History

Photo: Anna White

Rich in History

It is commonly accepted that Awhitu means ‘Longing to Return’. There are many legends as to how Awhitu got this name, but the truth of the matter is lost in time.

Many Pa Sites

George Flavell, Ngati Te Ata kaumatua, points out the treasured dune lake, Pokorua, and surrounding pa sitesThe Awhitu Peninsula is a giant sand dune between the Manukau Harbour and the Tasman Sea. It is the traditional land of Ngati Te Ata, mana whenua of the area. In pre-European times many Maori lived here, caring for the land, using the rich food sources of the Manukau Harbour, the Tasman Sea, the streams, lakes and wetlands of the Peninsula, and the thickly forested land – puriri forest to the west and kauri to the east. 

Many historic pa sites are still clearly visible from the main road up the Awhitu Peninsula.  

Early Europeans

Tuis love the nectar from Phormium tenax flowersEuropean settler history on the Peninsula dates from early 1836 with the arrival of missionaries at Orua Bay. At that time, the area was still 50% forested. There are many rich and varied stories told of early settlers on the Peninsula. Descendants of many of these original families still live in the area. For those interested in history, a fascinating and very detailed book on Awhitu entitled ‘Heads Harbour & Hills’ was published by the Awhitu History Book Society in 1999, (available for $30 as an Awhitu Plunket fundraiser, contact us for details of how to obtain this book).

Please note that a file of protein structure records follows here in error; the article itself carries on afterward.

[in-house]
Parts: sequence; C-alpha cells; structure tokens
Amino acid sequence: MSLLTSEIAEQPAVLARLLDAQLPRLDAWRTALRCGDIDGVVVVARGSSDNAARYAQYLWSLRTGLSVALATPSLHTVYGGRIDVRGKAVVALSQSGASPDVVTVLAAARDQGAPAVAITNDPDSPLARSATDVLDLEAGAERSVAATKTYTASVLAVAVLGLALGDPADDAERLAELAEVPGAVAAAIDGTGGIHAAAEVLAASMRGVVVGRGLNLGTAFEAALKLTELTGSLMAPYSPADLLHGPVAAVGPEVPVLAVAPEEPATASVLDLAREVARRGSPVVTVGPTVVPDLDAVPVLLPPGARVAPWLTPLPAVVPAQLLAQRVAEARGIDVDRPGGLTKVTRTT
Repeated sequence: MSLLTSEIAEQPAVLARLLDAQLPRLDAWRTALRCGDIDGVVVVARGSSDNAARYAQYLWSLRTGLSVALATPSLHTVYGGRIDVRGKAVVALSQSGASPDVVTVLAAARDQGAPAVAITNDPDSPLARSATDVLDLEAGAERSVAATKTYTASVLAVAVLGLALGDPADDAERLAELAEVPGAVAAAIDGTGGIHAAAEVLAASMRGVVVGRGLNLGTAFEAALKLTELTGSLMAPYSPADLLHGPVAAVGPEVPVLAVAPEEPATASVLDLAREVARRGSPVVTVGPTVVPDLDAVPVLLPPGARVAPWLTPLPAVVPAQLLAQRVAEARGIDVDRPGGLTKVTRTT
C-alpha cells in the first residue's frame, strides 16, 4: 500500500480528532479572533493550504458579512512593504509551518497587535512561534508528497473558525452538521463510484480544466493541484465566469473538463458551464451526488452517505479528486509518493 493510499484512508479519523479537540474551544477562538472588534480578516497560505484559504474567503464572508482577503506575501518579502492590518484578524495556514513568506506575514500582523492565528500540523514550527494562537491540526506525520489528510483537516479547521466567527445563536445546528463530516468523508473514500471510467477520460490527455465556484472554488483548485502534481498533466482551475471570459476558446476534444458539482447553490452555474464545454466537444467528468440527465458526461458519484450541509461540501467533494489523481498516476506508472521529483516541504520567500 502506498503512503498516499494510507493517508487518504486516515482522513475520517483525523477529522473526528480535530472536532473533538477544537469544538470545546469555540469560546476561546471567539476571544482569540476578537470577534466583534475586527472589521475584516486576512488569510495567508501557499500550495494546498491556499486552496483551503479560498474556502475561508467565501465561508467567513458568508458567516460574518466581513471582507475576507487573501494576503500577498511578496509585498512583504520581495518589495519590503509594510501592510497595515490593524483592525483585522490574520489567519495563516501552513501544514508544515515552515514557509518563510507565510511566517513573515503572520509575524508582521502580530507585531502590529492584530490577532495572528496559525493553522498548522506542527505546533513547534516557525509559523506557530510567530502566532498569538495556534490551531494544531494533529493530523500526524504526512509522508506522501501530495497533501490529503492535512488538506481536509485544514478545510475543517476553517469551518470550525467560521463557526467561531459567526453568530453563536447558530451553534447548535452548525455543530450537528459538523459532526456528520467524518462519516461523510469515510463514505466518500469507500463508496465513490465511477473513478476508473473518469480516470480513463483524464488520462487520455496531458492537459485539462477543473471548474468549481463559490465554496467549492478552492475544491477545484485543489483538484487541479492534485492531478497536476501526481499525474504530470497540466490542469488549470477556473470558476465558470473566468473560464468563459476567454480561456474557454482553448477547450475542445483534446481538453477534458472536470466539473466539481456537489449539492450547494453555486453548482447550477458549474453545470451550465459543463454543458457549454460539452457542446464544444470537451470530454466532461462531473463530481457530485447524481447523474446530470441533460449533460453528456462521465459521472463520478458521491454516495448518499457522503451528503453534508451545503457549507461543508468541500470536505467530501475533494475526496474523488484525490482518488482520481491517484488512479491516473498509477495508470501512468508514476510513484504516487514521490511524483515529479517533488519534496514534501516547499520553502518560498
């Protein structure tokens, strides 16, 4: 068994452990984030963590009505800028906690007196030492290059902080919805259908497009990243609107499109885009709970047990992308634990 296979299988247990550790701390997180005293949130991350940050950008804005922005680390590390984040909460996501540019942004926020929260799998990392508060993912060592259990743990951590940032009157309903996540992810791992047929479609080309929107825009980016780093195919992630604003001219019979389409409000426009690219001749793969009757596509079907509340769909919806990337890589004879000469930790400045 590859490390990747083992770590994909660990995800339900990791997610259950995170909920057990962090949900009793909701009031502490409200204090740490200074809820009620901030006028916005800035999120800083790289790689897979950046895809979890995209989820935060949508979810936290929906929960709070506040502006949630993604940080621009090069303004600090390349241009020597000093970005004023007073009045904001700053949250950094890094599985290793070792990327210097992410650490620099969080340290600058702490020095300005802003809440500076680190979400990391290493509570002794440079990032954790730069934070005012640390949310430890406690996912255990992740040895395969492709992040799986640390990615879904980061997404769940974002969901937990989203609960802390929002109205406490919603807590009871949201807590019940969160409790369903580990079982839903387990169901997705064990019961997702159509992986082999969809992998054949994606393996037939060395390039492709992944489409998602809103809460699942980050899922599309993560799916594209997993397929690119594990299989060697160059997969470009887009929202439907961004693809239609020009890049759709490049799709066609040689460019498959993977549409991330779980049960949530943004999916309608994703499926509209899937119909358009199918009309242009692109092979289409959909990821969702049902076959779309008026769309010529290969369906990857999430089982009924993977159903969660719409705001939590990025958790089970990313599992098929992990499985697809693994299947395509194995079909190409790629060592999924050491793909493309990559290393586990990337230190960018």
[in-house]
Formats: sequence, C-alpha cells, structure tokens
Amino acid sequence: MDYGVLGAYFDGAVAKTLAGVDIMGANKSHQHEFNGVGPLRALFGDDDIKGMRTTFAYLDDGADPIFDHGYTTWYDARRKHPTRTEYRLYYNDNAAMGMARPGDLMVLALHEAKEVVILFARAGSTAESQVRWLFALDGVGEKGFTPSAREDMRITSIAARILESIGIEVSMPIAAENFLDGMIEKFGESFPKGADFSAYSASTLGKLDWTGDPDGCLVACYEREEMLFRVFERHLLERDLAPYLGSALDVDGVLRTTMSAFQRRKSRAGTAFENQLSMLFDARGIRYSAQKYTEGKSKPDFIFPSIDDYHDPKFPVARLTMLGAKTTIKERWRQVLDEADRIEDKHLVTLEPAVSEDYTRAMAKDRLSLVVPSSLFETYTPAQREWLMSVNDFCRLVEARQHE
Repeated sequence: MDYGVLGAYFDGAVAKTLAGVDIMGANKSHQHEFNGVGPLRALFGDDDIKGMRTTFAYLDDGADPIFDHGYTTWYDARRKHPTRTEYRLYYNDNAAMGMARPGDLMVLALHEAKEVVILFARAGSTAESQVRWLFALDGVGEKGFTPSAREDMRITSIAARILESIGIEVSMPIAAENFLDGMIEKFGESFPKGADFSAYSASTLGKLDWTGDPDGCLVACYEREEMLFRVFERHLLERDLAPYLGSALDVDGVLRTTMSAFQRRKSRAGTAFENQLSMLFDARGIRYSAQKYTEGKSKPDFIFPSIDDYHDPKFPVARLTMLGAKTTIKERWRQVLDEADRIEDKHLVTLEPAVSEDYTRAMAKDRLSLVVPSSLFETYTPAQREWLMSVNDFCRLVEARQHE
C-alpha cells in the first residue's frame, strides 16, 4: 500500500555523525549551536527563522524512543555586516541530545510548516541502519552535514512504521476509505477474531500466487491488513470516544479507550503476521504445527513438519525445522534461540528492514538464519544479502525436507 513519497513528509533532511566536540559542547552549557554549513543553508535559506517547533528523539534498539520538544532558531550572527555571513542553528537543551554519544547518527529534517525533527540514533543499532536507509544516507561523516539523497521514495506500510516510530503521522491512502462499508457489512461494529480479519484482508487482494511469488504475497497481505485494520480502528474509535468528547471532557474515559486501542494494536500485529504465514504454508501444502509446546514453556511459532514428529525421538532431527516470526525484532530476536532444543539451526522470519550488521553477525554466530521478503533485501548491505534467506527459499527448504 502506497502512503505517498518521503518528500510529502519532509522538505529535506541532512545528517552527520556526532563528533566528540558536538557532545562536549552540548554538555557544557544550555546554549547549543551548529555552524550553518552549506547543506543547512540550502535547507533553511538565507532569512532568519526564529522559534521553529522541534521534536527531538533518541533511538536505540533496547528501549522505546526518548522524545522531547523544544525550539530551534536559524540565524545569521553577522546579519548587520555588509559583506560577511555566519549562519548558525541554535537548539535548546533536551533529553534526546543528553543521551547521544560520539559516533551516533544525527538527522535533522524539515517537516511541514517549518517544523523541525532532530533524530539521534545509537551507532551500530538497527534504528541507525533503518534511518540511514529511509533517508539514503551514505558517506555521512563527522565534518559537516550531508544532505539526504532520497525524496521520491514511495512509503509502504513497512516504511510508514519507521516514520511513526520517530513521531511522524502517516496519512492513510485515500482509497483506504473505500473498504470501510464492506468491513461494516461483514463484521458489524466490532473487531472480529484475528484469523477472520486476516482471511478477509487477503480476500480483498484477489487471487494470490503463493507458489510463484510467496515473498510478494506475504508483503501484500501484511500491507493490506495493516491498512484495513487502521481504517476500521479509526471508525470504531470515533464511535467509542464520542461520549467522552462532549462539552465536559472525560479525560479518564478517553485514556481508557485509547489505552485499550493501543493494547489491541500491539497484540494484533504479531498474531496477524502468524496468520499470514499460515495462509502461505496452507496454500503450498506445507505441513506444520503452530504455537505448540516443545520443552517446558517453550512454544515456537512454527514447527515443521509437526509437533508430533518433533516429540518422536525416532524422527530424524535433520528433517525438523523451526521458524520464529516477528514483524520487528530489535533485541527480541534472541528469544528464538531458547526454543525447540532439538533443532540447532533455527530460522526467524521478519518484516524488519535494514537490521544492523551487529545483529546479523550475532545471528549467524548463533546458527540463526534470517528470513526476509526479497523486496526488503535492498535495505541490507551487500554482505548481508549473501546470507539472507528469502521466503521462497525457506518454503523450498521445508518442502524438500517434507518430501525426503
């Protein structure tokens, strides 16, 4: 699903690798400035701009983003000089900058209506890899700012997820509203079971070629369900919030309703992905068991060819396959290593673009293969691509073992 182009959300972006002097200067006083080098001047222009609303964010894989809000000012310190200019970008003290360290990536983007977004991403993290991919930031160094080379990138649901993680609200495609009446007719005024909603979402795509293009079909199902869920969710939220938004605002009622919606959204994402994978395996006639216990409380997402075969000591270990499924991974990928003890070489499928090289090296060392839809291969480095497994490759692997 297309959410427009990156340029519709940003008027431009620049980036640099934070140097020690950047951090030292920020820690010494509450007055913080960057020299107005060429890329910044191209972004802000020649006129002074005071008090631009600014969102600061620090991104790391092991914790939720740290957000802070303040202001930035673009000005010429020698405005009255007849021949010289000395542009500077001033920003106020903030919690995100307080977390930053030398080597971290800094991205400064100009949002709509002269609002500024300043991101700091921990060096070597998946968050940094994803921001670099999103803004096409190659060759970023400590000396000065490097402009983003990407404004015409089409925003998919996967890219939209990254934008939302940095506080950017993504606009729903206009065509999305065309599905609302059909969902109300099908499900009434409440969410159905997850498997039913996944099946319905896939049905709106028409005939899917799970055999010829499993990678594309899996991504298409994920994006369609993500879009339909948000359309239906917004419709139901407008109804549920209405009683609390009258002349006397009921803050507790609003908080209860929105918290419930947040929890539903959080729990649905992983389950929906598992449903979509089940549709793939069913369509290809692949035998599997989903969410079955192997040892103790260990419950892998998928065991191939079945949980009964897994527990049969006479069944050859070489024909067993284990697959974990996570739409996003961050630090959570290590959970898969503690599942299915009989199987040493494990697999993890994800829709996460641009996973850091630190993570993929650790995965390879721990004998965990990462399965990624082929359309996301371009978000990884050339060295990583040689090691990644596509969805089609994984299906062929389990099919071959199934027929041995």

Over the decades, much Awhitu native forest was logged or burnt, until by the turn of the century only 7% of the Peninsula remained in bush, and pastoral farming became the predominant use. The valuable produce from these farms was supplied in ever increasing quantities to satisfy the needs of a growing Auckland. Unfortunately, as in many other areas of our country, the widespread land use change often resulted in the degradation of our waterways and harbour, draining of wetlands, and soil erosion.

Today, the Awhitu community is attempting to redress the environmental damage we humans caused in the past.